It’s getting to be that time of year and I have to think about rattlesnakes and thinking about them means watching for them. I’ve seen hundreds of them on trails I’ve hiked in California, but I never learned to like them.

Reading trail guides that say, “We live here too!” showing a picture of a rattlesnake, my heart strings are not pulled by that cry for tolerance. I don’t believe in killing them. I understand the good they do, but as I’ve lost three dogs to rattlesnake bites I’m pretty sure snakes do not share my point of view.

After I lost Ariel to snakebite (In my YARD) I signed up Jasmine and Lily for Rattlesnake Avoidance Classes. That worked great. When we went back the next year for a refresher, Jasmine remembered it so well that when she heard a snake, she ran to a red pickup truck and tried to jump up in the back. I no longer had a red pickup truck and that one belonged to someone else. I caught her and put her in my car.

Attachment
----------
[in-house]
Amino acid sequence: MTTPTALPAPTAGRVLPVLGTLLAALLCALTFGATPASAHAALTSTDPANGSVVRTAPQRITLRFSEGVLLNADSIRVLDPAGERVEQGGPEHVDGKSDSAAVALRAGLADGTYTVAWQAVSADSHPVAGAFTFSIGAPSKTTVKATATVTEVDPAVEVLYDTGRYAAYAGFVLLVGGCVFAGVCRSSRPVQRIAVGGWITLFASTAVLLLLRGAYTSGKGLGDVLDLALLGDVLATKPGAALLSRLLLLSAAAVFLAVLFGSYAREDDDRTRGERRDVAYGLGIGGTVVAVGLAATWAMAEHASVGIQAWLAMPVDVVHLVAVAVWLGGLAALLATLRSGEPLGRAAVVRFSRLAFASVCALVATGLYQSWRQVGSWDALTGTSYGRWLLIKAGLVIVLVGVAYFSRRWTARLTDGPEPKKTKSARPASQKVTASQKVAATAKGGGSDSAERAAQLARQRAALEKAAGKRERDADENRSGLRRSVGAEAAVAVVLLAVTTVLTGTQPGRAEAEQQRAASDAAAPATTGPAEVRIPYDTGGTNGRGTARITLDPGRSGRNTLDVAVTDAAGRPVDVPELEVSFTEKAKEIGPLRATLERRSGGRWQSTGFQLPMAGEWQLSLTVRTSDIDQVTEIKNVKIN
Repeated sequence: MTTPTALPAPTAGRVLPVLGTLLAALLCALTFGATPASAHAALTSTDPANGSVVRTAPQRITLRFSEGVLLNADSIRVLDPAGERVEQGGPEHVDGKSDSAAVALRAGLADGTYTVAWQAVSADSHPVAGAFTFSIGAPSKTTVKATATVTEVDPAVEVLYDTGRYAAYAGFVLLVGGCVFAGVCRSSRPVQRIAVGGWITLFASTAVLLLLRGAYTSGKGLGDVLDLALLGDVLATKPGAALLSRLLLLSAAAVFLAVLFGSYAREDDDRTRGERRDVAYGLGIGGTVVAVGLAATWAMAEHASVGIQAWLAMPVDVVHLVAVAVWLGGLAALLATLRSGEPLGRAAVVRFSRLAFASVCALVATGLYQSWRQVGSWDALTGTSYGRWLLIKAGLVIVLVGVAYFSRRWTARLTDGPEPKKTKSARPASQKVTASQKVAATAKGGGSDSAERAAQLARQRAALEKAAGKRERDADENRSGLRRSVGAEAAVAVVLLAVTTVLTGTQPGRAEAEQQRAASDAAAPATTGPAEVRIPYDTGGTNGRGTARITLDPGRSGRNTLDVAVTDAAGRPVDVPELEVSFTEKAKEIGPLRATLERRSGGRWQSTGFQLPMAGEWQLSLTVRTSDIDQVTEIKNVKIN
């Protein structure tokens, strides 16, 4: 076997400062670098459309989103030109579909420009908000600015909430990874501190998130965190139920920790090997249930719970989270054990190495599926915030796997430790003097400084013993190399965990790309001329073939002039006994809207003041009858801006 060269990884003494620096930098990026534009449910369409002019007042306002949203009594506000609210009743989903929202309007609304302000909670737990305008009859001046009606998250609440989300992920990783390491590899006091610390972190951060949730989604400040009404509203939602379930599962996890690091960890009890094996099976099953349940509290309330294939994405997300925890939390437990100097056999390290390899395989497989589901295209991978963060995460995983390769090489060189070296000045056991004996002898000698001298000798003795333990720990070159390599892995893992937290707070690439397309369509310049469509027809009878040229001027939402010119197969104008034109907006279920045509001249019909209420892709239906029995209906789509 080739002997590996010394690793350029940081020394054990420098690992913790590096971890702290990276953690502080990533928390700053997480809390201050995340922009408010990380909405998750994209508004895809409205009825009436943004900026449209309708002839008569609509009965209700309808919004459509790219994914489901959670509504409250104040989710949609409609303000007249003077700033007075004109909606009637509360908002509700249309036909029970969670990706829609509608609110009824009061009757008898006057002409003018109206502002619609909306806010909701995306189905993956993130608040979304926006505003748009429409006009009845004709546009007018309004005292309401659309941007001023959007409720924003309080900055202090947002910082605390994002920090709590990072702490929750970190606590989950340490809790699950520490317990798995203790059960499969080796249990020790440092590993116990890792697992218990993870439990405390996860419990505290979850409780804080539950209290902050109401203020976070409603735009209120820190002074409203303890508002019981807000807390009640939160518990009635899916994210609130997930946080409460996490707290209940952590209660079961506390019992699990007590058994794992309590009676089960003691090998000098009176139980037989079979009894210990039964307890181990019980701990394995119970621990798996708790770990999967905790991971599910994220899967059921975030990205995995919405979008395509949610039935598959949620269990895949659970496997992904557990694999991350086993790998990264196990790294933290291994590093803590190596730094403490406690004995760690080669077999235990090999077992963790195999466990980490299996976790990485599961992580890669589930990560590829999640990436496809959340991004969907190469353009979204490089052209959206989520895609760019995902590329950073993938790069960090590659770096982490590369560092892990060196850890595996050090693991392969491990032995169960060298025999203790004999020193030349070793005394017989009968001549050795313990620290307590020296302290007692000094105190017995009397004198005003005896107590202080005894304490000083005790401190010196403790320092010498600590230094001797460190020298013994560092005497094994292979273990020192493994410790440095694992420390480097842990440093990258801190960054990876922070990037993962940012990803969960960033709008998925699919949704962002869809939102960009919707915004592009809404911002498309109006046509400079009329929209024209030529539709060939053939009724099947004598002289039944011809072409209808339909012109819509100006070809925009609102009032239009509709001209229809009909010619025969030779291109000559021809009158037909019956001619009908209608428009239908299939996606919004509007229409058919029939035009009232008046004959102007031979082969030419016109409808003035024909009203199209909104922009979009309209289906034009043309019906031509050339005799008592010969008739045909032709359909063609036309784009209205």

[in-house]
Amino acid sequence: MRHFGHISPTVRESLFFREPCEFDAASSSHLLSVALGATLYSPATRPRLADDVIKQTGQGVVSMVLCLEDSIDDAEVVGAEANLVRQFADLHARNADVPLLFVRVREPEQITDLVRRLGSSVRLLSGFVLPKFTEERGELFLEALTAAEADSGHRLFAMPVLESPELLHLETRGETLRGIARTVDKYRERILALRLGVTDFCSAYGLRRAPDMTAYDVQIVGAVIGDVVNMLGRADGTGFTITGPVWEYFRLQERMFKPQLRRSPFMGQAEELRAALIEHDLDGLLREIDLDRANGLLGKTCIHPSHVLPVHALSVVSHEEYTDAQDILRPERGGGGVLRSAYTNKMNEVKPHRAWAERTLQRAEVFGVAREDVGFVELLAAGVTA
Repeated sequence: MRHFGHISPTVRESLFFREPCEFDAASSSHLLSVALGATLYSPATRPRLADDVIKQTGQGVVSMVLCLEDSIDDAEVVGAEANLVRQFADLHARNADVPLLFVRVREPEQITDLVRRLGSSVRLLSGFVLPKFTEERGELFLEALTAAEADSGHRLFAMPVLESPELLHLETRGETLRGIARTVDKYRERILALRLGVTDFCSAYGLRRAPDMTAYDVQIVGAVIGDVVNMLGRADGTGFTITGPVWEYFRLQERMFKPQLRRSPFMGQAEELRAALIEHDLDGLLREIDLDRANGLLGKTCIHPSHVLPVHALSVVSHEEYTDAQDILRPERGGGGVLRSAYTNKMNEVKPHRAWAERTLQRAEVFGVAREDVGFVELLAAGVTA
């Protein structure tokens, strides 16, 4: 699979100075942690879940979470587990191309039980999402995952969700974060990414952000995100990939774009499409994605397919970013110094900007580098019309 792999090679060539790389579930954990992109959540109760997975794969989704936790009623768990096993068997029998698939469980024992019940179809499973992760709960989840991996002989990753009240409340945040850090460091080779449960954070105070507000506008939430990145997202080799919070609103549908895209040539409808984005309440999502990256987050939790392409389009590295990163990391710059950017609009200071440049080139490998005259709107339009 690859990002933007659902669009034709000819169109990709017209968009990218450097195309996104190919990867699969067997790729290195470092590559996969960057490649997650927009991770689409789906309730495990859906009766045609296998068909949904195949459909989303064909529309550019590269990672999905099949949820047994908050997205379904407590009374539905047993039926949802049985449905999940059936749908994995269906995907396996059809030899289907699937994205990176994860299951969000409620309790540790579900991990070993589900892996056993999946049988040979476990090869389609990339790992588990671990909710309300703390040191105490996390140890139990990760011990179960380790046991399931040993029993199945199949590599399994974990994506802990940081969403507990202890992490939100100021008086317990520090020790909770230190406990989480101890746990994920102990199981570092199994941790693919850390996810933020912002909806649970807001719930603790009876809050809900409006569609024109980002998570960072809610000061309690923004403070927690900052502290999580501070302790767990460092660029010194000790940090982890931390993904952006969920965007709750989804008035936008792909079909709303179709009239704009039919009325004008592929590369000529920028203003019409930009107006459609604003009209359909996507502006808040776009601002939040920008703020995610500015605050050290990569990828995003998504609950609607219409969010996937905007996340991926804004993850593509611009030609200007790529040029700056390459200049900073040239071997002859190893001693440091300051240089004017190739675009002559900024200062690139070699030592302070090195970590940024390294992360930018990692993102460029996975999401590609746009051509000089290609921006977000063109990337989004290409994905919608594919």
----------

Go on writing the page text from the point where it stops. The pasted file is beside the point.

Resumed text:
Neither Dusty nor Bear has had this training and I would like them to have it. It doesn’t only potentially save a dog, it teaches them how to alert their person.

Meanwhile, I’m teaching Bear to keep her head up and to stay near me on a trail. I believe she’s smart enough to learn the difference between summer and winter trails. Dusty already gets it.

And maybe this is not a Colorado problem, but if I were a snake I would definitely live in all the places I’ve hiked or walked so far except the road to the high school.

Here’s a story of some of my happier snake encounters…

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